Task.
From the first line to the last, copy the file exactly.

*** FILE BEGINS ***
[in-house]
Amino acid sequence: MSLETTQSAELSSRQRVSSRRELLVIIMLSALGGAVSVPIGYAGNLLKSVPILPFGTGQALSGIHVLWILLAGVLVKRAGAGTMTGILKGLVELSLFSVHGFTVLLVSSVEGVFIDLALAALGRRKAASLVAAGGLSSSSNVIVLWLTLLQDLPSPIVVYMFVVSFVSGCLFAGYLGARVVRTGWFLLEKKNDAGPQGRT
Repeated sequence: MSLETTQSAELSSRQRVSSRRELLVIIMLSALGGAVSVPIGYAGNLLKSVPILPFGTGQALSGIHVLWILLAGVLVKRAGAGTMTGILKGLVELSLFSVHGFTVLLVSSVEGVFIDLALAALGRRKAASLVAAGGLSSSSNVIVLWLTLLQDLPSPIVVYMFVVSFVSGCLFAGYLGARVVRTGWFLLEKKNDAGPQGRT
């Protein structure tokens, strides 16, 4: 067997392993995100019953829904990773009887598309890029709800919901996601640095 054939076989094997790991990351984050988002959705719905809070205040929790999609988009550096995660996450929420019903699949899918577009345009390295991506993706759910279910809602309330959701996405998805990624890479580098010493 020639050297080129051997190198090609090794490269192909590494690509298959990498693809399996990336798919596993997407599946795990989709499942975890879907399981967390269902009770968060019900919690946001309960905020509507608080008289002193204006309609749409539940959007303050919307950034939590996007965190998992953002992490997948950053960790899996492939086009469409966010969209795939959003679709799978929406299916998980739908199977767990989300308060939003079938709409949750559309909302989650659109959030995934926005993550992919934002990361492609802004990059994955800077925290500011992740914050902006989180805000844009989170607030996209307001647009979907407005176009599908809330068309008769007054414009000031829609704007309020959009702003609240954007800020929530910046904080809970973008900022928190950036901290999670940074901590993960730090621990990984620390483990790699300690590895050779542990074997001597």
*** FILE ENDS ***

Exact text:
[in-house]
Amino acid sequence: MSLETTQSAELSSRQRVSSRRELLVIIMLSALGGAVSVPIGYAGNLLKSVPILPFGTGQALSGIHVLWILLAGVLVKRAGAGTMTGILKGLVELSLFSVHGFTVLLVSSVEGVFIDLALAALGRRKAASLVAAGGLSSSSNVIVLWLTLLQDLPSPIVVYMFVVSFVSGCLFAGYLGARVVRTGWFLLEKKNDAGPQGRT
Repeated sequence: MSLETTQSAELSSRQRVSSRRELLVIIMLSALGGAVSVPIGYAGNLLKSVPILPFGTGQALSGIHVLWILLAGVLVKRAGAGTMTGILKGLVELSLFSVHGFTVLLVSSVEGVFIDLALAALGRRKAASLVAAGGLSSSSNVIVLWLTLLQDLPSPIVVYMFVVSFVSGCLFAGYLGARVVRTGWFLLEKKNDAGPQGRT
């Protein structure tokens, strides 16, 4: 067997392993995100019953829904990773009887598309890029709800919901996601640095 054939076989094997790991990351984050988002959705719905809070205040929790999609988009550096995660996450929420019903699949899918577009345009390295991506993706759910279910809602309330959701996405998805990624890479580098010493 020639050297080129051997190198090609090794490269192909590494690509298959990498693809399996990336798919596993997407599946795990989709499942975890879907399981967390269902009770968060019900919690946001309960905020509507608080008289002193204006309609749409539940959007303050919307950034939590996007965190998992953002992490997948950053960790899996492939086009469409966010969209795939959003679709799978929406299916998980739908199977767990989300308060939003079938709409949750559309909302989650659109959030995934926005993550992919934002990361492609802004990059994955800077925290500011992740914050902006989180805000844009989170607030996209307001647009979907407005176009599908809330068309008769007054414009000031829609704007309020959009702003609240954007800020929530910046904080809970973008900022928190950036901290999670940074901590993960730090621990990984620390483990790699300690590895050779542990074997001597």